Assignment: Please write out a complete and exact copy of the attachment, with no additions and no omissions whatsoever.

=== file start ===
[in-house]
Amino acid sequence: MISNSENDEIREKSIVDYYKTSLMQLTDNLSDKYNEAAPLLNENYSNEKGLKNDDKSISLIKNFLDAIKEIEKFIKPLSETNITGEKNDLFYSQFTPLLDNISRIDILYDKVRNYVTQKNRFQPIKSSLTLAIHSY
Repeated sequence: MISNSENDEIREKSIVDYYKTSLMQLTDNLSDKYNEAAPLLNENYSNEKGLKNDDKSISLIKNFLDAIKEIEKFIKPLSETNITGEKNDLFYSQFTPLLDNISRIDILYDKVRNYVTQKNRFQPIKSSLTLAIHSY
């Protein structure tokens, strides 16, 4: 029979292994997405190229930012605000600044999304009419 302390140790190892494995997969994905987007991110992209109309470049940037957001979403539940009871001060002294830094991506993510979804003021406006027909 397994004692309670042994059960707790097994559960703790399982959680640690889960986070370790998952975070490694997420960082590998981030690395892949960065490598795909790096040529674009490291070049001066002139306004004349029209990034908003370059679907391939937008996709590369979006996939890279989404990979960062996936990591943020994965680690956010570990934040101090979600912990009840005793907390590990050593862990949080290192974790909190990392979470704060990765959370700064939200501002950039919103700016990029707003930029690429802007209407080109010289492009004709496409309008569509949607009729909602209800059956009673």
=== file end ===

[in-house]
Amino acid sequence: MISNSENDEIREKSIVDYYKTSLMQLTDNLSDKYNEAAPLLNENYSNEKGLKNDDKSISLIKNFLDAIKEIEKFIKPLSETNITGEKNDLFYSQFTPLLDNISRIDILYDKVRNYVTQKNRFQPIKSSLTLAIHSY
Repeated sequence: MISNSENDEIREKSIVDYYKTSLMQLTDNLSDKYNEAAPLLNENYSNEKGLKNDDKSISLIKNFLDAIKEIEKFIKPLSETNITGEKNDLFYSQFTPLLDNISRIDILYDKVRNYVTQKNRFQPIKSSLTLAIHSY
């Protein structure tokens, strides 16, 4: 029979292994997405190229930012605000600044999304009419 302390140790190892494995997969994905987007991110992209109309470049940037957001979403539940009871001060002294830094991506993510979804003021406006027909 397994004692309670042994059960707790097994559960703790399982959680640690889960986070370790998952975070490694997420960082590998981030690395892949960065490598795909790096040529674009490291070049001066002139306004004349029209990034908003370059679907391939937008996709590369979006996939890279989404990979960062996936990591943020994965680690956010570990934040101090979600912990009840005793907390590990050593862990949080290192974790909190990392979470704060990765959370700064939200501002950039919103700016990029707003930029690429802007209407080109010289492009004709496409309008569509949607009729909602209800059956009673």